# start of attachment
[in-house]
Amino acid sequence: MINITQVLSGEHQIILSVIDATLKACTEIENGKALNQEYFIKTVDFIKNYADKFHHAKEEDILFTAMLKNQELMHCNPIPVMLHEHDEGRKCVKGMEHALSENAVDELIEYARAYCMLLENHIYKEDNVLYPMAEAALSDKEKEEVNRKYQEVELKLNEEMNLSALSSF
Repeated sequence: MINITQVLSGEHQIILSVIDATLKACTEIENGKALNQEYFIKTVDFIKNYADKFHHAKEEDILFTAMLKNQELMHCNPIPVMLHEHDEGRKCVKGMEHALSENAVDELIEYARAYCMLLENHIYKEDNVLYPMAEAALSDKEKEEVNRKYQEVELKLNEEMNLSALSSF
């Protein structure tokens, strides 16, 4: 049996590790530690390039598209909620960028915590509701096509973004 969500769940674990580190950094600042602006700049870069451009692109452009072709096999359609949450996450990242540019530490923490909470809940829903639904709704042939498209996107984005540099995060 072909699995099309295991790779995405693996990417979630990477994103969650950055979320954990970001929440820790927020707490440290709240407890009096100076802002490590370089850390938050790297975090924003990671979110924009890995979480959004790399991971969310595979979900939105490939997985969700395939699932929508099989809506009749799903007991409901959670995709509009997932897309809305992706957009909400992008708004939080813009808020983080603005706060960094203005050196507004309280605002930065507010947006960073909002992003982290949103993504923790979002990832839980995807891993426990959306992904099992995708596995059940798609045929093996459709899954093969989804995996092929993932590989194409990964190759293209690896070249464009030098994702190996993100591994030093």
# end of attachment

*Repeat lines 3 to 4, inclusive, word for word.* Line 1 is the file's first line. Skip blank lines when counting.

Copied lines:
Repeated sequence: MINITQVLSGEHQIILSVIDATLKACTEIENGKALNQEYFIKTVDFIKNYADKFHHAKEEDILFTAMLKNQELMHCNPIPVMLHEHDEGRKCVKGMEHALSENAVDELIEYARAYCMLLENHIYKEDNVLYPMAEAALSDKEKEEVNRKYQEVELKLNEEMNLSALSSF
């Protein structure tokens, strides 16, 4: 049996590790530690390039598209909620960028915590509701096509973004 969500769940674990580190950094600042602006700049870069451009692109452009072709096999359609949450996450990242540019530490923490909470809940829903639904709704042939498209996107984005540099995060 072909699995099309295991790779995405693996990417979630990477994103969650950055979320954990970001929440820790927020707490440290709240407890009096100076802002490590370089850390938050790297975090924003990671979110924009890995979480959004790399991971969310595979979900939105490939997985969700395939699932929508099989809506009749799903007991409901959670995709509009997932897309809305992706957009909400992008708004939080813009808020983080603005706060960094203005050196507004309280605002930065507010947006960073909002992003982290949103993504923790979002990832839980995807891993426990959306992904099992995708596995059940798609045929093996459709899954093969989804995996092929993932590989194409990964190759293209690896070249464009030098994702190996993100591994030093």